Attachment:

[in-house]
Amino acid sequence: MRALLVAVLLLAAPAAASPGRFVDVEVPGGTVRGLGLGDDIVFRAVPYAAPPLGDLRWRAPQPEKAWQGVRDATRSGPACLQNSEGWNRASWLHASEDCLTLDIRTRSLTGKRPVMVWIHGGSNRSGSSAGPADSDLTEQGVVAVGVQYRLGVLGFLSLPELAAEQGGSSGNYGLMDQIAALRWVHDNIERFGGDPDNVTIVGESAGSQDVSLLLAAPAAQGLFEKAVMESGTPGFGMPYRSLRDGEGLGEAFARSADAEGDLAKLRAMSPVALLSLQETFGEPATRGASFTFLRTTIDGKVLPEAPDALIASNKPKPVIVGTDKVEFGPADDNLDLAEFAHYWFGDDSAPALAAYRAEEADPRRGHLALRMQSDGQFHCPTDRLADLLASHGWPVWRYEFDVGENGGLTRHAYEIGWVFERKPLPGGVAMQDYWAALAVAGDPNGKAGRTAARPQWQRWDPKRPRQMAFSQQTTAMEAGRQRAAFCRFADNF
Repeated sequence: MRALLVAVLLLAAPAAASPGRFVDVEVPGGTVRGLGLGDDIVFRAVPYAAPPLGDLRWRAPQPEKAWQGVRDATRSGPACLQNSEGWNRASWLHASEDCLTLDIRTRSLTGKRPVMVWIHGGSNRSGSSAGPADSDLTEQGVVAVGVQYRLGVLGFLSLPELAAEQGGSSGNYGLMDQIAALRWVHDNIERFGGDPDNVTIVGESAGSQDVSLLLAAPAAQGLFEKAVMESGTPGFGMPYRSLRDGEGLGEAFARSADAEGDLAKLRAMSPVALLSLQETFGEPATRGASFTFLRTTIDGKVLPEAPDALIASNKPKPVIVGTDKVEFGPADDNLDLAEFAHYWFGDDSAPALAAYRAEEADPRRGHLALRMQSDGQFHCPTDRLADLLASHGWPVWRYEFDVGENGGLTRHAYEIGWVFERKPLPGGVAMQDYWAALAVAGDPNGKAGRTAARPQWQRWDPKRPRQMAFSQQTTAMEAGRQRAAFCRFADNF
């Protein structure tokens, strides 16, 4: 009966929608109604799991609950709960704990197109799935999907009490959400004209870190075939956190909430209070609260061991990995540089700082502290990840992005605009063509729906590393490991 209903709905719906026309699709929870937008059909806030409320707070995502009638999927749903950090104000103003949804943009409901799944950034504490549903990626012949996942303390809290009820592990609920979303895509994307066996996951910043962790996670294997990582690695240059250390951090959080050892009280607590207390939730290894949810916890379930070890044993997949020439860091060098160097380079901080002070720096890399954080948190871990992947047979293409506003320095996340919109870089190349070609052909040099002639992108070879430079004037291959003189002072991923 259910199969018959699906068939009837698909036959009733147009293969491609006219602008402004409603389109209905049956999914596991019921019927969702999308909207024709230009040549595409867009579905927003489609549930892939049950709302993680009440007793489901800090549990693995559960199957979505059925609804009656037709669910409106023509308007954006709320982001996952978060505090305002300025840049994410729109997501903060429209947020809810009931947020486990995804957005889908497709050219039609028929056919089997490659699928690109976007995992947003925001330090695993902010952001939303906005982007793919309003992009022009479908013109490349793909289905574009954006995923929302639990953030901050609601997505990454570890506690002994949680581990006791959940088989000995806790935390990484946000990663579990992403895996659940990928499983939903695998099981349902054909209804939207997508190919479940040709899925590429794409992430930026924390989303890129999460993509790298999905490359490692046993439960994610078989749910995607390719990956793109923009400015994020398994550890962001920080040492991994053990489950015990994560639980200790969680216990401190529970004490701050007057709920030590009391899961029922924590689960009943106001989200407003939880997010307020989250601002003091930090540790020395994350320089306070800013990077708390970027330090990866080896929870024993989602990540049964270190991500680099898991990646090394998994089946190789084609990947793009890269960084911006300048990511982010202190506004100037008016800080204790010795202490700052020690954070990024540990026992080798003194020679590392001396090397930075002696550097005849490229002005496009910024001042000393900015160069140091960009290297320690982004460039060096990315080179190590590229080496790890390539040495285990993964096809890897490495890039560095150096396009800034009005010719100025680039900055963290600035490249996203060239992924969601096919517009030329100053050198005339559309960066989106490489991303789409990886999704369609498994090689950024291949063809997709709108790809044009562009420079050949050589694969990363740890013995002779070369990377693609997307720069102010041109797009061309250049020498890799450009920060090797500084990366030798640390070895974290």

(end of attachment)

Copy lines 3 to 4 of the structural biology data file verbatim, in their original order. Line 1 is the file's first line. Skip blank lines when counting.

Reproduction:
Repeated sequence: MRALLVAVLLLAAPAAASPGRFVDVEVPGGTVRGLGLGDDIVFRAVPYAAPPLGDLRWRAPQPEKAWQGVRDATRSGPACLQNSEGWNRASWLHASEDCLTLDIRTRSLTGKRPVMVWIHGGSNRSGSSAGPADSDLTEQGVVAVGVQYRLGVLGFLSLPELAAEQGGSSGNYGLMDQIAALRWVHDNIERFGGDPDNVTIVGESAGSQDVSLLLAAPAAQGLFEKAVMESGTPGFGMPYRSLRDGEGLGEAFARSADAEGDLAKLRAMSPVALLSLQETFGEPATRGASFTFLRTTIDGKVLPEAPDALIASNKPKPVIVGTDKVEFGPADDNLDLAEFAHYWFGDDSAPALAAYRAEEADPRRGHLALRMQSDGQFHCPTDRLADLLASHGWPVWRYEFDVGENGGLTRHAYEIGWVFERKPLPGGVAMQDYWAALAVAGDPNGKAGRTAARPQWQRWDPKRPRQMAFSQQTTAMEAGRQRAAFCRFADNF
């Protein structure tokens, strides 16, 4: 009966929608109604799991609950709960704990197109799935999907009490959400004209870190075939956190909430209070609260061991990995540089700082502290990840992005605009063509729906590393490991 209903709905719906026309699709929870937008059909806030409320707070995502009638999927749903950090104000103003949804943009409901799944950034504490549903990626012949996942303390809290009820592990609920979303895509994307066996996951910043962790996670294997990582690695240059250390951090959080050892009280607590207390939730290894949810916890379930070890044993997949020439860091060098160097380079901080002070720096890399954080948190871990992947047979293409506003320095996340919109870089190349070609052909040099002639992108070879430079004037291959003189002072991923 259910199969018959699906068939009837698909036959009733147009293969491609006219602008402004409603389109209905049956999914596991019921019927969702999308909207024709230009040549595409867009579905927003489609549930892939049950709302993680009440007793489901800090549990693995559960199957979505059925609804009656037709669910409106023509308007954006709320982001996952978060505090305002300025840049994410729109997501903060429209947020809810009931947020486990995804957005889908497709050219039609028929056919089997490659699928690109976007995992947003925001330090695993902010952001939303906005982007793919309003992009022009479908013109490349793909289905574009954006995923929302639990953030901050609601997505990454570890506690002994949680581990006791959940088989000995806790935390990484946000990663579990992403895996659940990928499983939903695998099981349902054909209804939207997508190919479940040709899925590429794409992430930026924390989303890129999460993509790298999905490359490692046993439960994610078989749910995607390719990956793109923009400015994020398994550890962001920080040492991994053990489950015990994560639980200790969680216990401190529970004490701050007057709920030590009391899961029922924590689960009943106001989200407003939880997010307020989250601002003091930090540790020395994350320089306070800013990077708390970027330090990866080896929870024993989602990540049964270190991500680099898991990646090394998994089946190789084609990947793009890269960084911006300048990511982010202190506004100037008016800080204790010795202490700052020690954070990024540990026992080798003194020679590392001396090397930075002696550097005849490229002005496009910024001042000393900015160069140091960009290297320690982004460039060096990315080179190590590229080496790890390539040495285990993964096809890897490495890039560095150096396009800034009005010719100025680039900055963290600035490249996203060239992924969601096919517009030329100053050198005339559309960066989106490489991303789409990886999704369609498994090689950024291949063809997709709108790809044009562009420079050949050589694969990363740890013995002779070369990377693609997307720069102010041109797009061309250049020498890799450009920060090797500084990366030798640390070895974290």